Studies of Life

Learning by doing.

How do you know stocks are in a bubble?

05 December 2015 by Jim

A reader, Algirdas, recently left several questions below a post, and I thought the answers might interest most of you, so I decided to answer with another post.

> You said: “Right now, stocks and bonds are pretty expensive. It’s not a good idea to invest all of your money into either category right now, because there could be a big decline soon” How to know when stock market reached the bubble or had a big decline? Maybe you can share a source where you can look the current stock market situation considering the whole stock market performance history? How do you know when stocks are expensive? Or in a bubble?

A ‘bubble’ means that stocks would be about to burst because they are too expensive, i.e. their valuation is no longer reasonable. It is difficult to be sure that stocks are in a bubble – except in hindsight.

But it is quite easy to see when stocks are expensive or cheap. If you look at the excellent site of StarCapital, you can see current valuations of different national stock markets. Here’s what that looks like as of the date of this post:

Current valuations


So you can see that the US looks expensive, and Germany, Japan and France do too, but Brazil and Russia are cheap, and China and Australia are rather cheap as well. For this reason, I recently bought a small position in a Russia ETF, and a small one in a China ETF. I don’t know enough about these markets to pick stocks in them, but I feel reasonably confident that both China and Russia have potential.

> Do you invest in real estate or supplies (Gold silver) also? I ask you this, because, if the stock market is having a decline, no matter what stocks you have, all stocks goes down by its value. Many people say, diversify your portfolio by a lot of stocks, or by ETF (where are a lot of stocks and bonds) but the truth is, all stocks goes down if there is market crisis.( Like 2003 or 2008) Diversifying is just an illusion because you diversify your portfolio in the same asset just different stocks. Are you agree with that?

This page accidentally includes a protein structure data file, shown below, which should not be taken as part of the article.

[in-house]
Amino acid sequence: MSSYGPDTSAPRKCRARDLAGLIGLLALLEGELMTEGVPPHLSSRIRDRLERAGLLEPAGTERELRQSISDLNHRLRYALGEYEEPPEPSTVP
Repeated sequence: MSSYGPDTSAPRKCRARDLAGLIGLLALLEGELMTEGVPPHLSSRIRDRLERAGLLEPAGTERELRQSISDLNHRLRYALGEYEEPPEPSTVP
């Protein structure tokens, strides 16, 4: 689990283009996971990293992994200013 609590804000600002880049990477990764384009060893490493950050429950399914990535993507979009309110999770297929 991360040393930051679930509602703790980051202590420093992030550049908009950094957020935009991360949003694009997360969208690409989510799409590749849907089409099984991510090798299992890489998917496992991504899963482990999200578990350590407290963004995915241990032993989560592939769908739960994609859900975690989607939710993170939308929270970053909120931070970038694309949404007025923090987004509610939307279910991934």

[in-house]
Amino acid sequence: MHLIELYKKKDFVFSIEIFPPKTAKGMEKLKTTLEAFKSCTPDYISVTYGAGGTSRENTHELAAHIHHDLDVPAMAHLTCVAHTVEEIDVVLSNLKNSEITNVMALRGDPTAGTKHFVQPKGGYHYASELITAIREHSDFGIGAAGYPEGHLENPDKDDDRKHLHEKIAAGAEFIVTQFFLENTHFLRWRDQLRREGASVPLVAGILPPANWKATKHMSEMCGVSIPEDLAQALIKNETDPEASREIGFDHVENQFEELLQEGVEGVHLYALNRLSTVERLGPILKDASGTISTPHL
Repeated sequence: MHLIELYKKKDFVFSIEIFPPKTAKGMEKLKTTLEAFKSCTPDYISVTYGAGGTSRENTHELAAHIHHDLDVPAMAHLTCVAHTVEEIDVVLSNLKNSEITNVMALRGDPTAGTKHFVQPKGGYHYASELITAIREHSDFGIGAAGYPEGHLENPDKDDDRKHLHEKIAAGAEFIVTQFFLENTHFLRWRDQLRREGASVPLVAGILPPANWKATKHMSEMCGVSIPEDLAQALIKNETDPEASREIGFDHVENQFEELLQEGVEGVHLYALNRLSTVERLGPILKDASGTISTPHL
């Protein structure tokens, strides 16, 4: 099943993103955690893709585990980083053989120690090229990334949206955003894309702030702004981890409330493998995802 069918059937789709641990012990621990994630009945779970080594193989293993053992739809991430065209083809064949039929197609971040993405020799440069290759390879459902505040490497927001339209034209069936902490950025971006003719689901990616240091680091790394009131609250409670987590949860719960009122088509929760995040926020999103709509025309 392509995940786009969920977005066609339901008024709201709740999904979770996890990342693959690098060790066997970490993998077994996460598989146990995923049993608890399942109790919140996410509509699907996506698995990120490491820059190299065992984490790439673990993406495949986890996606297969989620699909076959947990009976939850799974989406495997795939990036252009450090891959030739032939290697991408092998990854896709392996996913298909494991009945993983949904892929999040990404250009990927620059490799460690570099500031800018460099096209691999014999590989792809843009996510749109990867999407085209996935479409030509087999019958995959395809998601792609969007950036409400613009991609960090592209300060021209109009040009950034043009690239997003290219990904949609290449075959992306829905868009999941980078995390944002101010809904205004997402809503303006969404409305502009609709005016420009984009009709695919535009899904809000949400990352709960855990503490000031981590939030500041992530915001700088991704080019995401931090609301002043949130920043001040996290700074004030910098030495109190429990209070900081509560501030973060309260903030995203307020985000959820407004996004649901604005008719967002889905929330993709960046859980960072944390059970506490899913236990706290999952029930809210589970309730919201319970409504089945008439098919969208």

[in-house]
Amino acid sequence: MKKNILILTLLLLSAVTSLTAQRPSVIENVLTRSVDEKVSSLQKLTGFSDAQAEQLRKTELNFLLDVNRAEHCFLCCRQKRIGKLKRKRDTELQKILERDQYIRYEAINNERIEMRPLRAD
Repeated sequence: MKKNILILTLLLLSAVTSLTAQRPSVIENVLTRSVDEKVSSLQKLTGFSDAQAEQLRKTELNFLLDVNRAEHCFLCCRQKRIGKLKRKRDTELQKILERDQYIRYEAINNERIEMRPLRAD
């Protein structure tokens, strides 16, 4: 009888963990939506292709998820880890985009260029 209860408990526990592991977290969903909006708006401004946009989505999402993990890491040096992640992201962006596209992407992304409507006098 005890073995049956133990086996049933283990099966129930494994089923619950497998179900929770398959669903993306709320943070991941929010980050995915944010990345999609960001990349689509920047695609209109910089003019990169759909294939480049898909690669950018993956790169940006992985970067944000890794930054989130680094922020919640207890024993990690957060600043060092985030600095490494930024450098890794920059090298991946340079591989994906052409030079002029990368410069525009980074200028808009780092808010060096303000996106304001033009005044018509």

Diversification in stocks and bonds is important. And investing in real estate and commodities like gold also improves diversification. But there’s no guarantee that any of these will keep its value when there is a crash. They can all decline in value. Investing in P2P lending can improve diversification significantly because the returns of P2P lending should be uncorrelated with the stock and bond markets.

> and what is you exiting strategy? Or you don’t have one? You sell stocks on the market bubble and hold money safely at the bank or you invest your money somewhere else? In gold, silver etc? It’s very interesting for me. I read a lot of books during few months and realised that investing for long in stock market is very bad advice, because there are market cycles, and if you are 75 years old man and you have etc. 2 mln dollars in stock market and suddenly the market crashed you don’t have time to wait when market will start rising again and there you’ve lost a lot of money.